Eleven Flowers of August

Early August is full of flowers.

Flowers in the garden.

Flowers for pretty.

Flowers for food…


The squash flower: big, yellow, floppy like cloth, rich with potential, and good to eat. Comes in male and female versions. 

In the greenhouse a few days ago, our “MFA” cactus bloomed.


It’s the “MFA” cactus because years ago the original plant was given to me by one of the curators at the Museum of Fine Arts in Boston. 

Every year we plant tithonia. It’s not a perfect plant in the Wishetwurra garden’s rich soil. It gets big, the branches get long and floppy and the weight can actually pull the branches off the plant. If you don’t treat the picked flowers with extreme care, their “necks” break, and then you can’t use them in an arrangement. But the color!


Tithonia. The hummingbirds like tithonia. 

We have a mixed-colors planting of gladiolus, descended from a cheapo box of a hundred bulbs we bought a few years ago at a cheapo big-box-store. Some of the bulbs were duds, but others are thriving.

P1110443 (1)

Purple gladiolus. Christine grew up in southwestern Florida, which for many years was a center of gladiolus growing. She has fond memories of those flower fields, so now we grow glads each year, digging the bulbs in the fall and replanting them the following spring. 

Sunflowers, planted and volunteer, are always in the garden. They bloom all summer long. After the petals fall, the chickadees somehow figure out the exact moment developing seeds are big enough to eat, and tear into the hanging flower heads.


Sunflower bud. Hairy. How Hairy? Very hairy. 

Cactus-flowered zinnia have risen on our popularity list.


Cactus-flowered zinnia are shaggy and unruly, but are wicked colorful. We like ’em.  

Four-O’clocks, whose blooms open in the late afternoon and wither away mid-morning the next day, provide mounds of color. They produce lots of seeds which come up the following spring, so unless we want particular colors, we can forget about ever buying seeds again.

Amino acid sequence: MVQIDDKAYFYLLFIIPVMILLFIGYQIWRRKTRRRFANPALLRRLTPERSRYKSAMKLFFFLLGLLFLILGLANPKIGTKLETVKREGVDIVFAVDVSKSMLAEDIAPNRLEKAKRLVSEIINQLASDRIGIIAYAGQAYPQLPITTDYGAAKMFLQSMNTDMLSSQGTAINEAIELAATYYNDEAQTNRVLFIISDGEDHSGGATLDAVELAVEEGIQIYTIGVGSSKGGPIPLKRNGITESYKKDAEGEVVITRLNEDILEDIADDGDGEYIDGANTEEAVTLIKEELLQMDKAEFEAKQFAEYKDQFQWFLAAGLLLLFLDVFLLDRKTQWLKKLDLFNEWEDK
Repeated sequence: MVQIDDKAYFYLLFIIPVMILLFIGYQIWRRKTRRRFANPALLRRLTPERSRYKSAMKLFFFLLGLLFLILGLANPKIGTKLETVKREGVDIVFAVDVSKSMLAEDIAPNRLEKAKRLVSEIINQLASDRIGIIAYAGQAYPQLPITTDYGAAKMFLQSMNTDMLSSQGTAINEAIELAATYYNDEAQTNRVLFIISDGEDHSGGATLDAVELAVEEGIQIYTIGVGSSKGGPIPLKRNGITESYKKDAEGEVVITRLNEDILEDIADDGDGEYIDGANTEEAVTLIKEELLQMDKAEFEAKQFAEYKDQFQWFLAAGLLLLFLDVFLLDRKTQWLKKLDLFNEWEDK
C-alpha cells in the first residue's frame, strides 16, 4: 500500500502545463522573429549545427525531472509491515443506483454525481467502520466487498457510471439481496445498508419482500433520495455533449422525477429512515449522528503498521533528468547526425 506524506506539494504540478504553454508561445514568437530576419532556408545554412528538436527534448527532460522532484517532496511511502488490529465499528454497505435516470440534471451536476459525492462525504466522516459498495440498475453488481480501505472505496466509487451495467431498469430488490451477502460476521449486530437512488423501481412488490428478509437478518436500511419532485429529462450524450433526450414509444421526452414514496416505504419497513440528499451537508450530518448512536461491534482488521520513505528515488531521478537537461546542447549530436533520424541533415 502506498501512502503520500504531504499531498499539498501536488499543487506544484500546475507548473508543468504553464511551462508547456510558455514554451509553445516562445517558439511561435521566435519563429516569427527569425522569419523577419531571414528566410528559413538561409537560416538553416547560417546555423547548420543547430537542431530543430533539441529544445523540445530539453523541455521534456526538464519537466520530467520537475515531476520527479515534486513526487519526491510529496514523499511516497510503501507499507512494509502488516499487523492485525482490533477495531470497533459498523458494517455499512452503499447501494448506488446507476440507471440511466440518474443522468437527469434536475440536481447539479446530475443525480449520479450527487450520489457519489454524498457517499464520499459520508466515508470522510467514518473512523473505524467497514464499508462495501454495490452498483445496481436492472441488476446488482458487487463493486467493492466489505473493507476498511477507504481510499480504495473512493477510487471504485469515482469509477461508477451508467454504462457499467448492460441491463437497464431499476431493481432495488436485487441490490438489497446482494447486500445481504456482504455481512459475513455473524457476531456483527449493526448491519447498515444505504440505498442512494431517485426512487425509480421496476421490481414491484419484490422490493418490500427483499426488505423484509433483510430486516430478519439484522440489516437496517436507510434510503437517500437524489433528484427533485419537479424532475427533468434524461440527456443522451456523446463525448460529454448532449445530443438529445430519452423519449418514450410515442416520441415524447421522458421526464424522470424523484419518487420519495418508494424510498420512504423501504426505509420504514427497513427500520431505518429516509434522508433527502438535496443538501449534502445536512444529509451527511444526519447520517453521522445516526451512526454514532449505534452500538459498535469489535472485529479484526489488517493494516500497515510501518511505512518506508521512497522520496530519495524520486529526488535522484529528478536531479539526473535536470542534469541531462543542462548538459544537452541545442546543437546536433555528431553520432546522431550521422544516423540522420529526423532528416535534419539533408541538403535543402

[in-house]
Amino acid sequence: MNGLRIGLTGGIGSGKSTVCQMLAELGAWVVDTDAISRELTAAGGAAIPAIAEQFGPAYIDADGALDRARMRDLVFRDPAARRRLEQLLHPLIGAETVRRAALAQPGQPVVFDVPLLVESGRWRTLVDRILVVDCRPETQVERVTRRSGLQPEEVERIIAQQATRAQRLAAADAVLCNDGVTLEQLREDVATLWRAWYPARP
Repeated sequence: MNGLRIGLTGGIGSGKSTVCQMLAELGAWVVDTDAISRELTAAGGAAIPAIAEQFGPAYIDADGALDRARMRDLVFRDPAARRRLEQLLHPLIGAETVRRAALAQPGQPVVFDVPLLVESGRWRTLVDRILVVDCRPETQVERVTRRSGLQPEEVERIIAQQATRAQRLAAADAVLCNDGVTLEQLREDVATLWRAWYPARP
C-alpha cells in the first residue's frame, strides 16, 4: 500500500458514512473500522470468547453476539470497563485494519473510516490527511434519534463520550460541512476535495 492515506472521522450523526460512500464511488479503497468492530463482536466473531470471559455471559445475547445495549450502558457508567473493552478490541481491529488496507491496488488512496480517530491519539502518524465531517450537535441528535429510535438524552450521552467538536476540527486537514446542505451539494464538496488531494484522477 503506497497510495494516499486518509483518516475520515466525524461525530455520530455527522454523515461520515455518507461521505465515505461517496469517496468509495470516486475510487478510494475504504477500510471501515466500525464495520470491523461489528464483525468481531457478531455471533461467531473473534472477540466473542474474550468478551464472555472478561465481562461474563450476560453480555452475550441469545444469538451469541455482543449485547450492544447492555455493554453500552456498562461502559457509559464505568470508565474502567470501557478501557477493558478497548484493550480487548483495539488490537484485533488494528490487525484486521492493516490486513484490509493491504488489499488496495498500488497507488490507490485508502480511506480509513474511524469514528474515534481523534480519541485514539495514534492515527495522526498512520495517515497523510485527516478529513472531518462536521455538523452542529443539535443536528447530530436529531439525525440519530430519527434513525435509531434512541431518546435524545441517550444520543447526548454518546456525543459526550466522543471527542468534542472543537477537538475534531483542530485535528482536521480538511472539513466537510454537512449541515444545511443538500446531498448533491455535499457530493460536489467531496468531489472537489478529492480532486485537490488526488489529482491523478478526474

A hefty heap o’ blooming four o’clocks. 

There are just a few tiger lilies left. Not many, not only is it late in the season, but we’ve got so many of those bright red lily beetles that it’s hardly worth growing them anymore. The damage done by both adults and grubs  take the fun out of tiger lilies.


Police-lineup style shot of solitary tiger lily. So sad. 

Snapdragon seeds are so small that a package of seeds has a second, even smaller glassine envelope inside, to keep you from losing the things. We started the seed last March. It took the seeds a while to come up, and for what seemed the longest time they were just a teensy little pair of leaves. They finally grew up. Now we’ve got snaps all over, and they’re pretty.


Snapdragon at six o’clock in the morning. 

Much yellower than the snapdragon are these nasturtiums. They were volunteers. The plant has been fairly compact and absolutely covered with blooms all summer.


The volunteer yellow nasturtium. 

We’ll end this post with a plant that is relatively new to us. The globe thistle, or Echinops ritro. Our plants are relatively puny, but we’re looking forward to seeing how they’ll do now that we’ve moved them from crappy dirt to somewhat decent soil. They’re tolerant of drought, butterflies like to feed from the flowers, and deer don’t like to feed on the plants. Around here, that’s a likely recipe for success.

The fresh blossoms are spherical, geometric, and alien-looking.


Echinops ritro. 

Up close, they’re a big like a blue fireworks explosion.

We like ’em.

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